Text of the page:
Statistics Netherlands announced today that there were 25 strike actions in the Netherlands last year; 10 thousand employees were involved and altogether 41 thousand working days were lost. The number of labour disputes last year was just above the average annual level of 21 over the twenty-first century so far. The number of employees participating in strikes was relatively low in 2014. An average of 33 thousand employees have annually downed tools since 2000.
Sector cleaning services accounts for more than half of strike days
The number of strike days varies considerably from one year to the next. Over the period 1999–2014, it varied between 245 thousand in 2002 and 5 thousand in 2009. With 41 thousand, the number of strike days was also relatively low last year. Actions were planned in several large companies, e.g. Dutch Railways (NS) and the cleaning sector. In June 2014, a collectively negotiated three-year agreement was reached for 150,000 cleaning service workers in the Netherlands. The actions lasted almost 10 weeks and 23 thousand working days were lost.
Working days lost and labour disputes
Strikes often related to collective wage negotiations
Nine of the 25 strikes were related to collective bargaining issues, such as wage demands, but also to secondary working conditions, like pension schemes, overtime payment or sick pay schemes. Eleven actions were held to avoid compulsory redundancies as a result of closures or reorganisations.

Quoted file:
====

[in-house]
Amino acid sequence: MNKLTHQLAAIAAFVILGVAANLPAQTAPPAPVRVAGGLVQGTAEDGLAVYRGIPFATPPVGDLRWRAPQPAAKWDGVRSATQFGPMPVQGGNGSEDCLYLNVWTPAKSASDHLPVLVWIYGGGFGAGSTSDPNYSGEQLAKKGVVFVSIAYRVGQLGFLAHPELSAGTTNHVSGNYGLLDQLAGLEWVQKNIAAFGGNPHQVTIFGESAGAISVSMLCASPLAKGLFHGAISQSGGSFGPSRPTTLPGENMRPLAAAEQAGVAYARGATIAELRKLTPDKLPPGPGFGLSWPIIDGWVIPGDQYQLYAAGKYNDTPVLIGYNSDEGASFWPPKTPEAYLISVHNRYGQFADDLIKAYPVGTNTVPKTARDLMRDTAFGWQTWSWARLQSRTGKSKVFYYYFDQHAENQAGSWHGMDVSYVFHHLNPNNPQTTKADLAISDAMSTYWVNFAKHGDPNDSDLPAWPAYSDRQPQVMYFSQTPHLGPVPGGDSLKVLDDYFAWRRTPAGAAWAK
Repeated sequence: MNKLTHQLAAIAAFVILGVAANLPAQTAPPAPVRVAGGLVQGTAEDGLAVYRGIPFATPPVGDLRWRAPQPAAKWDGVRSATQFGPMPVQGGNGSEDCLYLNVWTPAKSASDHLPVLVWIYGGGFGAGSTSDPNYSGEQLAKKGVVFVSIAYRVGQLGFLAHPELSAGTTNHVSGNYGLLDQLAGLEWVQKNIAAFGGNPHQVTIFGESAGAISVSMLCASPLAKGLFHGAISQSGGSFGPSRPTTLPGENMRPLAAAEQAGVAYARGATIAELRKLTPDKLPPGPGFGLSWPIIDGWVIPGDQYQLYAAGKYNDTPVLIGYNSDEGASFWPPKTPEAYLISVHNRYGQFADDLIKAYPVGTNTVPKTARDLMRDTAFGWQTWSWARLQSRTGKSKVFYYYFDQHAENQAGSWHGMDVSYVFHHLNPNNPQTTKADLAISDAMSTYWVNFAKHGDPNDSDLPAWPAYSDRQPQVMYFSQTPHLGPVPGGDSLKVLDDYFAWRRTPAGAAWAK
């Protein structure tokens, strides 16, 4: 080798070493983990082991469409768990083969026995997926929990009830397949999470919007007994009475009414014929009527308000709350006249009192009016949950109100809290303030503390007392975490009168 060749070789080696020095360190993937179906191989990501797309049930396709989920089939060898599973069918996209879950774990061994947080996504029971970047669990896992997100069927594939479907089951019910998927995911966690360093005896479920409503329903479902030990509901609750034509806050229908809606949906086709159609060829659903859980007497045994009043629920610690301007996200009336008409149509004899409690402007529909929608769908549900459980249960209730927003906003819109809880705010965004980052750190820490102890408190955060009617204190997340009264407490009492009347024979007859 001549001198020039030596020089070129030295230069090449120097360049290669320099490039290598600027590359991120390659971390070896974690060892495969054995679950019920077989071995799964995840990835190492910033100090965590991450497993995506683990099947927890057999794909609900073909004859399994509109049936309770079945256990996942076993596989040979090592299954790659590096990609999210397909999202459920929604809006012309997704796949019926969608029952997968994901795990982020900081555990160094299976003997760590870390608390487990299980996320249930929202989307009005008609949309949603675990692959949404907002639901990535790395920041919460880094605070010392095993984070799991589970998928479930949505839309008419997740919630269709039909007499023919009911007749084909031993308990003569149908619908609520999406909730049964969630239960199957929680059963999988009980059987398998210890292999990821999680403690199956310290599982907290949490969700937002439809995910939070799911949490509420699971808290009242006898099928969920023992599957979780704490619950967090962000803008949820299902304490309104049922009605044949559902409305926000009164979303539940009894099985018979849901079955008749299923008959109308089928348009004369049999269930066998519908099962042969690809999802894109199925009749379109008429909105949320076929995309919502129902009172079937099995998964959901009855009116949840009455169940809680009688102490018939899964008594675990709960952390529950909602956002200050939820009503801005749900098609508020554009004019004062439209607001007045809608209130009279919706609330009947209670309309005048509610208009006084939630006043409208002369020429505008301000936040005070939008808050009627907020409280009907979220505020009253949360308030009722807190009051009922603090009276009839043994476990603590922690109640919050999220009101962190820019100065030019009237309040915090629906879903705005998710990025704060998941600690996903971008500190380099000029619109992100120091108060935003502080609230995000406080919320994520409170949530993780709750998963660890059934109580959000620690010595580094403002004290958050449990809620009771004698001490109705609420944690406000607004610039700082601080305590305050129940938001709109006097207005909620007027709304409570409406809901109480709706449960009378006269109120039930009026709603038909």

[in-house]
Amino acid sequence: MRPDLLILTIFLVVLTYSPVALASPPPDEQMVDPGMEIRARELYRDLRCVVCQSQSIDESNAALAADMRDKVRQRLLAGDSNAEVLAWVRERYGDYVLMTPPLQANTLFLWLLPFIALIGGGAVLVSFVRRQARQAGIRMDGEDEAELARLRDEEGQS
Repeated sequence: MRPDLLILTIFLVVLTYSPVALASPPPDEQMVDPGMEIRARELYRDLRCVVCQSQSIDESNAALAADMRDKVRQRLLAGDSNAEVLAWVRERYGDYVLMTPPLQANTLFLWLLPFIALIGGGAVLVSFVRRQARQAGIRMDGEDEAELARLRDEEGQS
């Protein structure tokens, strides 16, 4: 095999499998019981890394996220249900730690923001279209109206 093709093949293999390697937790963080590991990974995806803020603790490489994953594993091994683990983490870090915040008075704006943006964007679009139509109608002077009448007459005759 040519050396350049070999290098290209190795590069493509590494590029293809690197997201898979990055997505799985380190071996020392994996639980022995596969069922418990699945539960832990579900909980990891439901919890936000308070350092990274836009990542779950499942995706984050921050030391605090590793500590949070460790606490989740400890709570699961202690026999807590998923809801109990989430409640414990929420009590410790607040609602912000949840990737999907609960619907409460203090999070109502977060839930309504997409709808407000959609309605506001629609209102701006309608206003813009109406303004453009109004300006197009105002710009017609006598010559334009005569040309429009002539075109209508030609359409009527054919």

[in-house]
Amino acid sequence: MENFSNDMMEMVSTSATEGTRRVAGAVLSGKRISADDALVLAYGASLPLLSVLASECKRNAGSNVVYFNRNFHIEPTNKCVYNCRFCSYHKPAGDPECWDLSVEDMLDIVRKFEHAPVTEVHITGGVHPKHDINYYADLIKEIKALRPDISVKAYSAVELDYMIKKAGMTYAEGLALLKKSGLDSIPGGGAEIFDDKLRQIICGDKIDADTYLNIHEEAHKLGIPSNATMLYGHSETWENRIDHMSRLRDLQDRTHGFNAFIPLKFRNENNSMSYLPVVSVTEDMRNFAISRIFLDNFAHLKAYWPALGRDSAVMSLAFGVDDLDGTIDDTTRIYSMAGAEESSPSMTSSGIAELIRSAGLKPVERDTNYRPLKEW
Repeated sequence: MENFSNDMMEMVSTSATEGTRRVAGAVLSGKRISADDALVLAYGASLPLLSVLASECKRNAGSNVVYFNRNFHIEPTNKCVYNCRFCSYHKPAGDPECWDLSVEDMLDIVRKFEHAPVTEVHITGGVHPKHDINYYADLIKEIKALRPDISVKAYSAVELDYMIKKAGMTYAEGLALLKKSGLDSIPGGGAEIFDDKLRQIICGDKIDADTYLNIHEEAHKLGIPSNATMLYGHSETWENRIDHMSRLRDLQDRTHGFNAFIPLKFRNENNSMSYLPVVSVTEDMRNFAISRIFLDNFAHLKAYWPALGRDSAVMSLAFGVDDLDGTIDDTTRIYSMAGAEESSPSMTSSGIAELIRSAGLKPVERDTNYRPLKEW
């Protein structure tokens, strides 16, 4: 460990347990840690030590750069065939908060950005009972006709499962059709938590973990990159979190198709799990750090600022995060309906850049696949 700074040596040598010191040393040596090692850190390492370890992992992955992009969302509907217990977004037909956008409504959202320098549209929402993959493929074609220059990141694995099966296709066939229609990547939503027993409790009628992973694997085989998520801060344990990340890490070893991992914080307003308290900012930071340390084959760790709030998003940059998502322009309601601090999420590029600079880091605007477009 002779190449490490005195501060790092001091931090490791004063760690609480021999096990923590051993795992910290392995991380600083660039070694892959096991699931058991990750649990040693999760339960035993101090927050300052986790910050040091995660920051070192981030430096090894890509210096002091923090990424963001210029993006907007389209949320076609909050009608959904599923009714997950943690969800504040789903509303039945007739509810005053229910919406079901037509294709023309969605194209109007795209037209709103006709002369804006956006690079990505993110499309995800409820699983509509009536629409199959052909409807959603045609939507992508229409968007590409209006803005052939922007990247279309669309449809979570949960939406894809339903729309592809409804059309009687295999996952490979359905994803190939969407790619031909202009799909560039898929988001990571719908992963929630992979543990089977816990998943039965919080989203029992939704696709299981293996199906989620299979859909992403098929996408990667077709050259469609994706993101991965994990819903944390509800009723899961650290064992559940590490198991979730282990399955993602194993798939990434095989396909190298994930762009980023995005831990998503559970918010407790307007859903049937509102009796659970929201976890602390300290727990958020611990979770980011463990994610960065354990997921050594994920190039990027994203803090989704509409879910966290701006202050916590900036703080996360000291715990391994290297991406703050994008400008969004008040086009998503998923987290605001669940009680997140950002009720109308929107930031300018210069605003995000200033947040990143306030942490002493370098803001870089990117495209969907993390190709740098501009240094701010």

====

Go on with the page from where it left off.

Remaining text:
Not all strike actions supported by trade unions
Most strike actions were supported by the trade unions, but three strikes lacked trade union approval. In these cases, the trade unions were not involved from the very beginning. Twelve strikes lasted longer than five days. During these strikes most working days were lost, i.e. nearly 33 thousand. Six strikes lasted less than one day and as a result 200 working days were lost.
Industrial unrest relatively rare in the Netherlands
Compared to many other European countries, conflicts between employers and employees are relatively rare in the Netherlands. In an international perspective, the number of strike days is low. On average, 9 working days were lost per one thousand employees in the period 2009–2013. In Belgium, for example, 66 working days were lost annually per one thousand employees, i.e. more than seven times the average for the Netherlands. The willingness to strike among German employees is about the same as in the Netherlands.